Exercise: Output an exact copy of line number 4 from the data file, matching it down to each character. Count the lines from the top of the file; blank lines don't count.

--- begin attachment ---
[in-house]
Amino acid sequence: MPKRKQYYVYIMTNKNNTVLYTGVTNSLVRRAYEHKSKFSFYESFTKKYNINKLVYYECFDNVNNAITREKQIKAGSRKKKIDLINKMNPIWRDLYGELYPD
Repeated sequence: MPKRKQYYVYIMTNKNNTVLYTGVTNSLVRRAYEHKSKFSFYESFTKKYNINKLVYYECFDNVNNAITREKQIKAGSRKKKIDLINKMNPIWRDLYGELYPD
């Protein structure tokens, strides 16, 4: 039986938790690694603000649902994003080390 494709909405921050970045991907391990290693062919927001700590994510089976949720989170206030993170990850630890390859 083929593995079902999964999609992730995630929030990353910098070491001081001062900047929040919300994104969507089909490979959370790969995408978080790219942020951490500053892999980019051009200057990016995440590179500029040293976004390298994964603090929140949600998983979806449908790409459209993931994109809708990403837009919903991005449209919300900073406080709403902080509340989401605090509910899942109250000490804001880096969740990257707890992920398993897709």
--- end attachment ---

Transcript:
């Protein structure tokens, strides 16, 4: 039986938790690694603000649902994003080390 494709909405921050970045991907391990290693062919927001700590994510089976949720989170206030993170990850630890390859 083929593995079902999964999609992730995630929030990353910098070491001081001062900047929040919300994104969507089909490979959370790969995408978080790219942020951490500053892999980019051009200057990016995440590179500029040293976004390298994964603090929140949600998983979806449908790409459209993931994109809708990403837009919903991005449209919300900073406080709403902080509340989401605090509910899942109250000490804001880096969740990257707890992920398993897709």